Originally published in 1984, Alan Moore and Dave Gibbons’ Watchmen remains one of the most influential comic books of all time. The series imagined what superheroes might be like in a realistic world that mirrored our own, and as a result it changed everyone’s conception of what superheroes meant. These heroes were violent, sadistic, sad, horny, spiteful, confused, and dangerous, and other than the near-omnipotent Dr. Manhattan, they mostly lacked fantastic powers. Hope and inspiration was mostly missing from the labyrinthine story; these heroes operated in a Cold War world beaten-down by the constant threat of nuclear apocalypse. One of the main characters, Rorschach, had a nihilistic worldview and often meted out violent punishments to criminals. By the end of Watchmen, the main characters didn’t even beat the story’s ostensible supervillain, their brilliant one-time comrade Ozymandias; instead, they helped cover up his involvement in destroying New York City by faking an alien invasion, believing that by doing so they were averting the launch of nuclear bombs.
But now the bomb is back, and the doomsday clock is ticking again. Watchmen‘s influence on comics and pop culture, long-simmering underneath everything, is now out in the open, ready to be confronted head-on. Damon Lindelof is producing a TV series adaptation for HBO and, next month, DC launches a 12-issue comic series, Doomsday Clock, that finally brings the Watchmen characters face-to-face with their counterparts in the traditional DC pantheon. This series will be written by DC superstar Geoff Johns and illustrated by Gary Frank. Johns unveiled the first six pages at New York Comic Con on Friday, and EW can exclusively publish them now.
“Watchmen had such a massive impact on people like myself and Damon, so we’re just interested in it. I also think we’re in a time where the world is at a strange, kind of insane place,” Johns tells EW. “Things are happening that I never imagined I’d see in my life. Revisiting these Watchmen characters in a new way, in the context of the DC universe, and with what the world’s going through, I just thought it was time. Gary and I thought it was time. We know some people will think these characters should never be touched, but we’re hoping the work we put into this and the first issue itself will give people pause and let them know that we have a story to tell and it’s a story worth telling.”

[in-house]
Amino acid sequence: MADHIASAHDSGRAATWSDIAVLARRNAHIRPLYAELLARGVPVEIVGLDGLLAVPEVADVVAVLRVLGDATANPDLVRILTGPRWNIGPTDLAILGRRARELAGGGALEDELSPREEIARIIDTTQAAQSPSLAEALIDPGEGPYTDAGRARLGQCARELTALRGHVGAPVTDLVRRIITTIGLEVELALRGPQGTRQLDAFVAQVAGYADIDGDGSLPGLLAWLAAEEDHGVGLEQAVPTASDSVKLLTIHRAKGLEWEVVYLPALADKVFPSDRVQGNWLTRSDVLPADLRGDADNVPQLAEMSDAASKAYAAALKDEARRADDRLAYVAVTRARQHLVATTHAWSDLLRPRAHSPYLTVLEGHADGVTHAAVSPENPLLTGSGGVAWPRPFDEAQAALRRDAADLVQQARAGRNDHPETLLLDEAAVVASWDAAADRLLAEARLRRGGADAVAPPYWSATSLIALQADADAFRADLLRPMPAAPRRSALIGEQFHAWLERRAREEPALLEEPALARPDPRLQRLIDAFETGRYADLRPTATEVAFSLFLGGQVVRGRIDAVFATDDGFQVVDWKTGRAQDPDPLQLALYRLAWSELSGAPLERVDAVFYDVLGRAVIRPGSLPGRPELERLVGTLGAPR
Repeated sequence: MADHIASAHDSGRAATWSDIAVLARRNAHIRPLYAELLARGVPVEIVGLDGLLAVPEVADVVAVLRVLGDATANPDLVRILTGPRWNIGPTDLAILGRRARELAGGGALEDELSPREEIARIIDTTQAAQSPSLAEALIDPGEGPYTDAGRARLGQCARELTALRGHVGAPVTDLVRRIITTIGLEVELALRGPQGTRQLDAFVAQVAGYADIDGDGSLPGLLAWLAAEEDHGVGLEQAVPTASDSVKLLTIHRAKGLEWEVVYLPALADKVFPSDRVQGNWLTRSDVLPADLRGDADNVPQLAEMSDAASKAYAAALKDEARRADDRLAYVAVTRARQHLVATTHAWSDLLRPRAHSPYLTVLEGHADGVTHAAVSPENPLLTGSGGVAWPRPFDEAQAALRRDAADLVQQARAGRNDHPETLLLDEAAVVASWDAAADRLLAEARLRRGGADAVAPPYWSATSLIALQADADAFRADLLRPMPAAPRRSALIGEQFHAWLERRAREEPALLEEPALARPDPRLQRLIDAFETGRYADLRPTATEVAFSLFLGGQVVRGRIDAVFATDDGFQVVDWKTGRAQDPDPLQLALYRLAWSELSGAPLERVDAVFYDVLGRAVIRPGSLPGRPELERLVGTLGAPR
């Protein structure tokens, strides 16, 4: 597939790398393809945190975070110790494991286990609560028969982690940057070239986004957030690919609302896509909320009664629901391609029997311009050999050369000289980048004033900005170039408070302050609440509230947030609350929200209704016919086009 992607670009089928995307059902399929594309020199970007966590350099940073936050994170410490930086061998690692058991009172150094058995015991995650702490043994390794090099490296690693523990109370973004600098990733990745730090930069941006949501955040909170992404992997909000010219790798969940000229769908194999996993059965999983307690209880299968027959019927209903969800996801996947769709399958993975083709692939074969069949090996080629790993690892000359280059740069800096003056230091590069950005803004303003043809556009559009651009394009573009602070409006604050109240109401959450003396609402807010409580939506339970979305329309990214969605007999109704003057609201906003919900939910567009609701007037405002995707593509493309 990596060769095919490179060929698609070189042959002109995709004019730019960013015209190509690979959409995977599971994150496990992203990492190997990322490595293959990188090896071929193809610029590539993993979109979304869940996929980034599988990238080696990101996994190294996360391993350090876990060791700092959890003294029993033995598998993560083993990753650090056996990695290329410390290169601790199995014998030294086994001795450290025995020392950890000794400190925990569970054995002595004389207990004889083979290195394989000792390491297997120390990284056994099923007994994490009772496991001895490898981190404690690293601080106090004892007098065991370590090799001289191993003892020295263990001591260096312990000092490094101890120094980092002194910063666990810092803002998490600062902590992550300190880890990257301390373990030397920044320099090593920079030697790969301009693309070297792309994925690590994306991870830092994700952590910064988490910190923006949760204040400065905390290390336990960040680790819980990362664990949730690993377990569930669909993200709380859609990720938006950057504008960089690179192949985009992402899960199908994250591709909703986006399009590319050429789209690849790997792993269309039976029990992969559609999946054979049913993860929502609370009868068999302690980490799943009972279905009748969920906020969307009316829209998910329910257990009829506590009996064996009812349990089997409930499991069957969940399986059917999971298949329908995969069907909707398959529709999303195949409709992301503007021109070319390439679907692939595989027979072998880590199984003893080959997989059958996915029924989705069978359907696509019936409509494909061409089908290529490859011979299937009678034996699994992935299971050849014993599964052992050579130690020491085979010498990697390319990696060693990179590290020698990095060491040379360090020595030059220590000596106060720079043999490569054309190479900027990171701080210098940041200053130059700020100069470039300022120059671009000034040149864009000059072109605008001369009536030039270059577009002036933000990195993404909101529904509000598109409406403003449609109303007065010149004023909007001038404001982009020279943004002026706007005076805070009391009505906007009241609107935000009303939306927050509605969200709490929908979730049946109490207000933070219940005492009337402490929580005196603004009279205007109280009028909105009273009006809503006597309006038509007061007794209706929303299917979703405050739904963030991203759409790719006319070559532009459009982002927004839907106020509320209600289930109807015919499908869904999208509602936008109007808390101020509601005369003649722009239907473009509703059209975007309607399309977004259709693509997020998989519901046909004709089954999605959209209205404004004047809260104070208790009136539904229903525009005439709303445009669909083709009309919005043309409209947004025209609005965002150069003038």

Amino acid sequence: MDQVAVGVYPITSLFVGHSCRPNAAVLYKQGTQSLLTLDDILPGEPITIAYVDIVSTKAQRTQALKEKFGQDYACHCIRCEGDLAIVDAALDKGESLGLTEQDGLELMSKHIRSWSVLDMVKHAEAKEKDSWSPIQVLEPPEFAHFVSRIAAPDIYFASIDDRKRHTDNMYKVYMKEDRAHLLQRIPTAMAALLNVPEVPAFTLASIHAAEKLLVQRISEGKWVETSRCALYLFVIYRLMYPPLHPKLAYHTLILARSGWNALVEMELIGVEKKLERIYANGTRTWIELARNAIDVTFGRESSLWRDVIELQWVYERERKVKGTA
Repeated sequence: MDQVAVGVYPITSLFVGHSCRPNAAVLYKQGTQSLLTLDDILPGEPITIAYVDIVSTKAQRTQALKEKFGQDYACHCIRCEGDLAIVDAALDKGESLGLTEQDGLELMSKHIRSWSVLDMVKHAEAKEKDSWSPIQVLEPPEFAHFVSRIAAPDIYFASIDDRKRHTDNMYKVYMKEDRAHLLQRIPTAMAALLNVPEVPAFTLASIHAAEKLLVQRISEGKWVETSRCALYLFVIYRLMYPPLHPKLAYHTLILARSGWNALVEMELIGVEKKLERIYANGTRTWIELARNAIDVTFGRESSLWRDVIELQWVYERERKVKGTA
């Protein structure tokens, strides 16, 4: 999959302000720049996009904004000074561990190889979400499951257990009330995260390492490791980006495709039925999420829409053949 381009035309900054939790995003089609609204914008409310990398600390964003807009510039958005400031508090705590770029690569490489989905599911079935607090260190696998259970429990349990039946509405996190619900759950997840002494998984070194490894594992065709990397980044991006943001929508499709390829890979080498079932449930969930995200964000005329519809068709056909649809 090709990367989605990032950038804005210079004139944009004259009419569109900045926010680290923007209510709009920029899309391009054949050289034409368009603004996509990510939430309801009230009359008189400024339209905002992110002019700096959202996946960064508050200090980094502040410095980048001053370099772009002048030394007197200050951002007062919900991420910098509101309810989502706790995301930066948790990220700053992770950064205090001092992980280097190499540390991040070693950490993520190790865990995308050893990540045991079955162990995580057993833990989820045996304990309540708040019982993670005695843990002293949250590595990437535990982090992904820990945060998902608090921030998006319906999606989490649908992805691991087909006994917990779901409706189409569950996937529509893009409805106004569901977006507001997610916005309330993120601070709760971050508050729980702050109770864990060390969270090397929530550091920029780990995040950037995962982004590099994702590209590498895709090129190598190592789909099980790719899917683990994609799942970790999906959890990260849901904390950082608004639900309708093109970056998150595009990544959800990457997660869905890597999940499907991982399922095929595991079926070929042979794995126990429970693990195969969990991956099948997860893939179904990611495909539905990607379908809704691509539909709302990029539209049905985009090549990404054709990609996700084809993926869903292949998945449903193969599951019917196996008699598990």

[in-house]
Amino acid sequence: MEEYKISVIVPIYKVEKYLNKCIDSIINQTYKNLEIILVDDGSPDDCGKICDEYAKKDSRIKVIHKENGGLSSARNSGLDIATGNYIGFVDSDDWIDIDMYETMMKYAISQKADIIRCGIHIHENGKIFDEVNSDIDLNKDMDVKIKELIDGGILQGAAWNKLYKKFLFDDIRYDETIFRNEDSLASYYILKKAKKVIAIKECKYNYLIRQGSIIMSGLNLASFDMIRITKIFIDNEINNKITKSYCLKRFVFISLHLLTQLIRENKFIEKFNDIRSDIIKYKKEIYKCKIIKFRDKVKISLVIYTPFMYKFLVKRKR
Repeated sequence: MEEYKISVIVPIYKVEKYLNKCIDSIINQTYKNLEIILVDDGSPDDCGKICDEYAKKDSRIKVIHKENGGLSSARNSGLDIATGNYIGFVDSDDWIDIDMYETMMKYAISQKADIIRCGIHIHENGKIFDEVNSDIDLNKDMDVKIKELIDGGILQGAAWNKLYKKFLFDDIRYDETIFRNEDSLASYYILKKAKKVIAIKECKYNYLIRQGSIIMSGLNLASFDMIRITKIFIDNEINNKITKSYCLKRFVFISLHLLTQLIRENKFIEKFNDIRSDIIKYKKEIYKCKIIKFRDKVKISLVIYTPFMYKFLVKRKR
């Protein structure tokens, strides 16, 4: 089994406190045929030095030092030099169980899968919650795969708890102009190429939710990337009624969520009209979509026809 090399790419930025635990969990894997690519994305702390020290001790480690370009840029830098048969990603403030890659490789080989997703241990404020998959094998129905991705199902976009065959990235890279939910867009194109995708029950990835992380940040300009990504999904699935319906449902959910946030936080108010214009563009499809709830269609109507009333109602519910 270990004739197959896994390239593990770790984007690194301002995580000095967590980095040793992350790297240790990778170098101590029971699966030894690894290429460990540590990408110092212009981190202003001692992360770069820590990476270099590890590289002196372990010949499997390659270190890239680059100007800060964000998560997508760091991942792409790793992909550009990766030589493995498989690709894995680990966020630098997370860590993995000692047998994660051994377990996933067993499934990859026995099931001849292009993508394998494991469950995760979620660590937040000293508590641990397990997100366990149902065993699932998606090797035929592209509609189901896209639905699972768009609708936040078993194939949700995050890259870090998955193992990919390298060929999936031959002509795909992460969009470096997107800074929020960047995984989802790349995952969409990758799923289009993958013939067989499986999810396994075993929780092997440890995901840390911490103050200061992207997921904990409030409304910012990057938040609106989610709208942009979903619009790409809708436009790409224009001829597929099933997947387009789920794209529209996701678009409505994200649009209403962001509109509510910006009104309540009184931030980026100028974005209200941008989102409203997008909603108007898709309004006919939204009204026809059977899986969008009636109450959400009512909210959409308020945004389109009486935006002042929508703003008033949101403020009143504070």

Johns and DC have been teasing Doomsday Clock since last spring, when the DC Rebirth one-shot ended with Batman finding the iconic Watchmen bloody smiley-face button in the Bat-Cave. Since then, there have been hints that Dr. Manhattan has been active in the background of the DC Universe, manipulating events and characters to some mysterious purpose. No worries you haven’t been following that trail of bread crumbs, though; unlike many big comic events, Johns promises that Doomsday Clock does not require a ton of backstory to understand. The series will be relatively self-contained (no major tie-ins or crossovers have been announced) and should be easy for any fan of Watchmen or Superman to pick up.
The beginning of the story, after all, should be familiar to anyone who’s read Watchmen. Picking up in 1992 (eight years after the original series), Doomsday Clock opens with a variation of the nine-panel grid that begins Watchmen, and the first few pages peek in on familiar Watchmen locales. Things have changed since we last saw these characters and places; as hinted on the final page of Watchmen, Rorschach’s journal has been published by the media, revealing to the public the extent of Ozymandias’ deception. They’re not happy about it, to say the least. Whereas Watchmen famously featured Rorschach (in civilian guise) carrying a sign saying “The End Is Nigh,” Doomsday Clock opens with a sign declaring that “The End Is Here” — and there are a lot more people carrying them this time. In some ways, everyone has become Rorschach.
“We go through the famous locations: The New York streets, Ozymandias’ business, his northern fortress, and the prison where Rorschach was once kept,” Johns says. “It’s all very deliberate because you want a tour of all these places we’ve been before, but now you see a different side to all of them. Clearly, there’s a lot going on here we weren’t aware of, and there are things that are gonna happen in the prison that is all new. We think it’s important if you deal with Watchmen characters, that the book feels and looks somewhat like what they established because that’s what you want. That said, we’re going to do some very different things than they did, and we hope we’re telling a story that’s going to stand on its own. The pressure is on for us to deliver a story that’s worthy of using these characters. That’s all we’re trying to do. We believe in our story and we think it will deserve their time and readers’ time.”
These six pages end with a major revelation: The return of Rorschach himself. Though apparently killed by Dr. Manhattan at the end of Watchmen, the iconic violent anti-hero is back in all his black-and-white mask glory. The secret of his return will play a big role in Doomsday Clock.
“That’s where we end the six pages, but you really get a sense of the time, the state of the world, and we introduce you to one of our main players in the series,” Johns says. “Rorschach really is front and center for the entire series. He’s a very important character in the book, and his role in the book will, I think, surprise people.”
Check out the first six pages below, and stay tuned to EW for more Doomsday Clock coverage as the first issue approaches in November.